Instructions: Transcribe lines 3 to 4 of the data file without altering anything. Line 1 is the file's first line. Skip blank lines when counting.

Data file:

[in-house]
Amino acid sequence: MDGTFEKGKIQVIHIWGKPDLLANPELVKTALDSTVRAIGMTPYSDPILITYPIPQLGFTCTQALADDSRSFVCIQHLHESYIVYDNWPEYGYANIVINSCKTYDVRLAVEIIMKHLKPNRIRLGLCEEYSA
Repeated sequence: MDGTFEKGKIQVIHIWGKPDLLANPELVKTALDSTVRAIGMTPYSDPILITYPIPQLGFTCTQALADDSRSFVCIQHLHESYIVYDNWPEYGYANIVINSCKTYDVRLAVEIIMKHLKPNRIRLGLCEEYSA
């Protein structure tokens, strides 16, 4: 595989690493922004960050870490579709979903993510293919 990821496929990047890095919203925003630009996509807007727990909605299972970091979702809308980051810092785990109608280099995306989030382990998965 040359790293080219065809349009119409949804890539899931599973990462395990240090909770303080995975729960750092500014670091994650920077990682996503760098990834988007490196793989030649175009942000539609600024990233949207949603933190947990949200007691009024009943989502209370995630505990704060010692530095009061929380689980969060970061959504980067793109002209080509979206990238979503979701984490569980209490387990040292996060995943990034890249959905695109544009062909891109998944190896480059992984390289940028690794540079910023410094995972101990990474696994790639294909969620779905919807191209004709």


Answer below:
Repeated sequence: MDGTFEKGKIQVIHIWGKPDLLANPELVKTALDSTVRAIGMTPYSDPILITYPIPQLGFTCTQALADDSRSFVCIQHLHESYIVYDNWPEYGYANIVINSCKTYDVRLAVEIIMKHLKPNRIRLGLCEEYSA
């Protein structure tokens, strides 16, 4: 595989690493922004960050870490579709979903993510293919 990821496929990047890095919203925003630009996509807007727990909605299972970091979702809308980051810092785990109608280099995306989030382990998965 040359790293080219065809349009119409949804890539899931599973990462395990240090909770303080995975729960750092500014670091994650920077990682996503760098990834988007490196793989030649175009942000539609600024990233949207949603933190947990949200007691009024009943989502209370995630505990704060010692530095009061929380689980969060970061959504980067793109002209080509979206990238979503979701984490569980209490387990040292996060995943990034890249959905695109544009062909891109998944190896480059992984390289940028690794540079910023410094995972101990990474696994790639294909969620779905919807191209004709």